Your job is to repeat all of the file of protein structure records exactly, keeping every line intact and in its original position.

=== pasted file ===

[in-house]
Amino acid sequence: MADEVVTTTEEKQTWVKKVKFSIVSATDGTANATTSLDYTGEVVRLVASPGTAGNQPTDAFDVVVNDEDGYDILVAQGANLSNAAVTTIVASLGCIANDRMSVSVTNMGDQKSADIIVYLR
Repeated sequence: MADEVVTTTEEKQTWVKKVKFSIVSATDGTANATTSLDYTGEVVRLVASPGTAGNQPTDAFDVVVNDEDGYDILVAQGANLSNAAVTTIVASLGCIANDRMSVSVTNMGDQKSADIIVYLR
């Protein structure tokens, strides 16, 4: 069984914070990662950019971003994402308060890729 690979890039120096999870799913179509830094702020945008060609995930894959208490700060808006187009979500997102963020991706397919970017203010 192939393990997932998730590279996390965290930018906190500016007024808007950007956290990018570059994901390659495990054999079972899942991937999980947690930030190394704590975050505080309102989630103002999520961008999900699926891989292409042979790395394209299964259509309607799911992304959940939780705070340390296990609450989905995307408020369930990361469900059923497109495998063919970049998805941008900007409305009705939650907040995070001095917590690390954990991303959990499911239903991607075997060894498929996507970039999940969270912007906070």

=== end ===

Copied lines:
[in-house]
Amino acid sequence: MADEVVTTTEEKQTWVKKVKFSIVSATDGTANATTSLDYTGEVVRLVASPGTAGNQPTDAFDVVVNDEDGYDILVAQGANLSNAAVTTIVASLGCIANDRMSVSVTNMGDQKSADIIVYLR
Repeated sequence: MADEVVTTTEEKQTWVKKVKFSIVSATDGTANATTSLDYTGEVVRLVASPGTAGNQPTDAFDVVVNDEDGYDILVAQGANLSNAAVTTIVASLGCIANDRMSVSVTNMGDQKSADIIVYLR
């Protein structure tokens, strides 16, 4: 069984914070990662950019971003994402308060890729 690979890039120096999870799913179509830094702020945008060609995930894959208490700060808006187009979500997102963020991706397919970017203010 192939393990997932998730590279996390965290930018906190500016007024808007950007956290990018570059994901390659495990054999079972899942991937999980947690930030190394704590975050505080309102989630103002999520961008999900699926891989292409042979790395394209299964259509309607799911992304959940939780705070340390296990609450989905995307408020369930990361469900059923497109495998063919970049998805941008900007409305009705939650907040995070001095917590690390954990991303959990499911239903991607075997060894498929996507970039999940969270912007906070």